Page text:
A Sense of Space
The thing that struck me about this bagface - apart from its color - is the sense of space, more like a Turkoman design than the typical Jaf interlock. In the usual diamond bag, the shapes abut one another with only a thin border of a neutral brown or olive in between. But in this one, there is a definite sense of backround which on this bag, also seems to recede visually - probably because it's a quieter, more neutral color than the diamonds themselves.
When Filiberto started comparing notes on our two bags it also became apparent that they share a color-theme, employing a rosy tan along with the brilliant blues and turquoises - another departure from the deep jewel tones of many Jaf bags. Mine also employs a great deal of offset knotting so in that sense iit is typical.
We are curious as to whether these possibly indicate a subset, perhaps geographical in origin? Maybe other collectors can offer some additional comment and hopefully, photos.
Best to all,
You asked for it:
This, I believe, is the oldest bag of the bunch. The pile on the front is as thick as a Bijar, with the black outlines corroded into channels surrounding raised islands of colored latchooks.
This bag is the anomaly of the group, being part of a "standard" size khorjin. It also appears to be late 19th century, maybe not quite as old as the first bag.
This third bag has a bleeding red and is uniformly low in pile, leading me to postulate a 1st quarter 20th century date.
The final bag is more monochromatic, the wool is not as good, the pile is "tufted" and not uniform. This one seems like it was made by a poor weaver with no access to fine wool and dyes.
Each of these, even though superficially similar, is completely different in terms of the look and feel. They could well have been made over a 50 year period, from 1880 to 1930 or so, or they may have been made by tribal groups that constructed their weavings quite differently from each other.
Thanks for posting these. The red in the one you attribute to the 20th century is as good a representation of the color that people refer to as "that hot red" as I've ever seen on a computer monitor.
I like the way Danny Shaffer characterizes the age of most of these, "5th quarter, 19th c."
Hot, Hot, Hot
Thank you for appreciating my Hot Red .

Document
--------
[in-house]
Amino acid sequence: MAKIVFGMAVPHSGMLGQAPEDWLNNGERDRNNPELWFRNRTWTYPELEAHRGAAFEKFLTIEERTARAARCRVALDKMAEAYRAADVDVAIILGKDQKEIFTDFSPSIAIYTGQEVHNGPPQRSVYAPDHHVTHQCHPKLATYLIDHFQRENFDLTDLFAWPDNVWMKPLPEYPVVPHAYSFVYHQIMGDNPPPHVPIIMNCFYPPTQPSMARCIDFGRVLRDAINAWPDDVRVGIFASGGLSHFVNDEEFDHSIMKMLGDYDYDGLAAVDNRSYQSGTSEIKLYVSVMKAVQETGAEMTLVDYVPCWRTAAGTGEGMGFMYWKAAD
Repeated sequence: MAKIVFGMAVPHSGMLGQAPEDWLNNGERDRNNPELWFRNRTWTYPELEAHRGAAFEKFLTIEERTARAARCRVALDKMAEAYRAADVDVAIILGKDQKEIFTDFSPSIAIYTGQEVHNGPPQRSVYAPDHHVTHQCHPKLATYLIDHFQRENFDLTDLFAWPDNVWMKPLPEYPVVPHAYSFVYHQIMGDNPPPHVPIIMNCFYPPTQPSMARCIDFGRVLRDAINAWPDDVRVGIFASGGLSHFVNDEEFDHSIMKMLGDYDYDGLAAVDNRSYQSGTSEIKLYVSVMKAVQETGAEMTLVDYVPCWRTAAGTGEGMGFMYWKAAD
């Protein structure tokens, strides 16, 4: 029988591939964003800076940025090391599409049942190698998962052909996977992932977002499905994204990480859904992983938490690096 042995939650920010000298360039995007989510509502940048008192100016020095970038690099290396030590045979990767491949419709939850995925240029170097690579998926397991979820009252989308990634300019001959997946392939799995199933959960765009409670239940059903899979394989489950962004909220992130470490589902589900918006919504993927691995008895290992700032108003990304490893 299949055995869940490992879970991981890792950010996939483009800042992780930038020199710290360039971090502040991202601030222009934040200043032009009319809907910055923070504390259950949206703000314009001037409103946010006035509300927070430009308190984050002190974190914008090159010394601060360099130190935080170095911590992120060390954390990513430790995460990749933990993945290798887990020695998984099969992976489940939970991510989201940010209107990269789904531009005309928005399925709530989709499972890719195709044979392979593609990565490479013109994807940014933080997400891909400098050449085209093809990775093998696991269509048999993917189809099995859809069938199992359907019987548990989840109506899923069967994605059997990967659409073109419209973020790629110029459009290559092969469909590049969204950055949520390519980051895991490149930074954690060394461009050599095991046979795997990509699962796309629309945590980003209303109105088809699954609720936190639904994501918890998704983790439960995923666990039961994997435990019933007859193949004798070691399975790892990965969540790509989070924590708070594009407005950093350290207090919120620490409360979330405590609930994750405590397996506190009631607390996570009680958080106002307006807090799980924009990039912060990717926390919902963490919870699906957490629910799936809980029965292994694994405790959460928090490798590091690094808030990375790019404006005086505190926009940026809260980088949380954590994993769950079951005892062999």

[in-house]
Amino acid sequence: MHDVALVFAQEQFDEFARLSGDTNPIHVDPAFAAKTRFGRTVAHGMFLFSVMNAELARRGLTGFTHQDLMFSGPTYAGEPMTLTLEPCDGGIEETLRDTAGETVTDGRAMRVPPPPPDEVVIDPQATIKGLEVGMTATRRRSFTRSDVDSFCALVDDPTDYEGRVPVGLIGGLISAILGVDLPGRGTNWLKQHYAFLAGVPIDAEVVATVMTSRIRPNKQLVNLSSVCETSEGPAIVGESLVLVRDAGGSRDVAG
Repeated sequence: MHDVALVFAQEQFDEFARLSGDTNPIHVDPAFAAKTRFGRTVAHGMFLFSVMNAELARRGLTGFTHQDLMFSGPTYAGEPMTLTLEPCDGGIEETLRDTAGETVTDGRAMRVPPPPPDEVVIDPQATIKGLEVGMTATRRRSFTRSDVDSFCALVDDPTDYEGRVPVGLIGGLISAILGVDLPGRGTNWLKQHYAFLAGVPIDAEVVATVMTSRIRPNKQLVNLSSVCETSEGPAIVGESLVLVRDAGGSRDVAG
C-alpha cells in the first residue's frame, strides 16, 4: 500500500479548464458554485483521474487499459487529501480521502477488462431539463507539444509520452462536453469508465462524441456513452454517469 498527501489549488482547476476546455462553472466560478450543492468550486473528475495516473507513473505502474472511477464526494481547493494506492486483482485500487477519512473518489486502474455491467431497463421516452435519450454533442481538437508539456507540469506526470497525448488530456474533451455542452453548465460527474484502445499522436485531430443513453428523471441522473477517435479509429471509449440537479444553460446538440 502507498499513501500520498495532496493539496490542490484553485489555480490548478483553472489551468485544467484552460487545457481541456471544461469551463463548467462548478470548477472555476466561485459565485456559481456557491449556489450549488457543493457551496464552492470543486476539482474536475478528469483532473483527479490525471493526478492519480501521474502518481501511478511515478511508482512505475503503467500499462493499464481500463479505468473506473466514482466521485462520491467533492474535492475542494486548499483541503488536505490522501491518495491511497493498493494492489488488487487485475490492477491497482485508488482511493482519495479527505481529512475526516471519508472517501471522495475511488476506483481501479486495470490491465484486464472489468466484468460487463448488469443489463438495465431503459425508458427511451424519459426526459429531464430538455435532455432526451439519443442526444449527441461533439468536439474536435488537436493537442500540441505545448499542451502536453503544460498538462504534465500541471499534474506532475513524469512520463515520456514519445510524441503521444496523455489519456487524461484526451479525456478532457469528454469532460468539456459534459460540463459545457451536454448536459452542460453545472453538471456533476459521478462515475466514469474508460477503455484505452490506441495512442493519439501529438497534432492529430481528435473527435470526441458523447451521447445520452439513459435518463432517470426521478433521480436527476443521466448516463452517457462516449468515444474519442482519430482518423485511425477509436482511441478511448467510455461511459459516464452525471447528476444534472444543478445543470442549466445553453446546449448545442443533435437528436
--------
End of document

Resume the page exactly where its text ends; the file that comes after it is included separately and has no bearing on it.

Having a selection of similar weavings with a span of manufacture ranging from earlier naturally dyed examples , through the Hot phase and into the bland phase is really quite instructional. Granted, purists would be disgusted and these later pieces would be discarded
Perhaps the upcoming ICOC would like to present a display of these later synthetically dyed, poorly made but quite interesting examples
Two additional speculations/questions on the subject.
1) Lets call Type A the classical Jaf bag design, as shown in Patrick's bag faces, and Type B the design in Sophias bag.
As I understand, Jaf pile rugs are quite rare. Two of them, almost identical, are illustrated in Housegos "Tribal Rugs" plate 61 and Opies "Tribal rug" plate 9.9.
Sorry no scans - my (flat bed) scanner flatly refuses to work.
Than there are Jerry Silvermans one:
shown on the precedent Salon.
I have a couple of other examples but these should suffice. All of them are related to Type B. Perhaps the transition of the design was from B to A?
Unless there are examples of Jaf pile rugs with the Type A design
2) Michael considers the shikak motif to be traditionally Kurdish. Mark Hopkins vaguely suggested the possibility of "the familiar hooked diamond design we call Jaf" to be of Kurdish origin.
Lets see the two side by side:
Yes, in the shikak the hooks are outward, but its such a big difference? What about the second motif coming from the first but rendered with a less restrictive technique?
jafs, age and dyes
Patrick, Marvin et al.: Following Patrick's posts, here are some Jafs
with a few nice greens, bluegreens, oranges, purples. While they probably
aren't very old, I wonder how late and where professional dyers worked? (Seems
unlikely that weavers also did the dyeing?) thanks... Bob
Patrick, Bob, thanks.
Arent they nice? Who cares about the age?
I think the common opinion is that the wool dyeing for these bags was made by professionals: that should explain the beauty and similarity of colors.
Michael should comment more on that.
(If you search Turkotek archives you will find that most of these subjects have been already discussed. Lets see if something new emerges.)
Thanks to all who've posted pictures - I love these bags! Frankly if the
Great Collecting Spirit ordered me to acquire nothing other than Jaf bags I
wouldn't mind at all.
And no, I don't think the date matters! Honestly. Let's get past that, OK?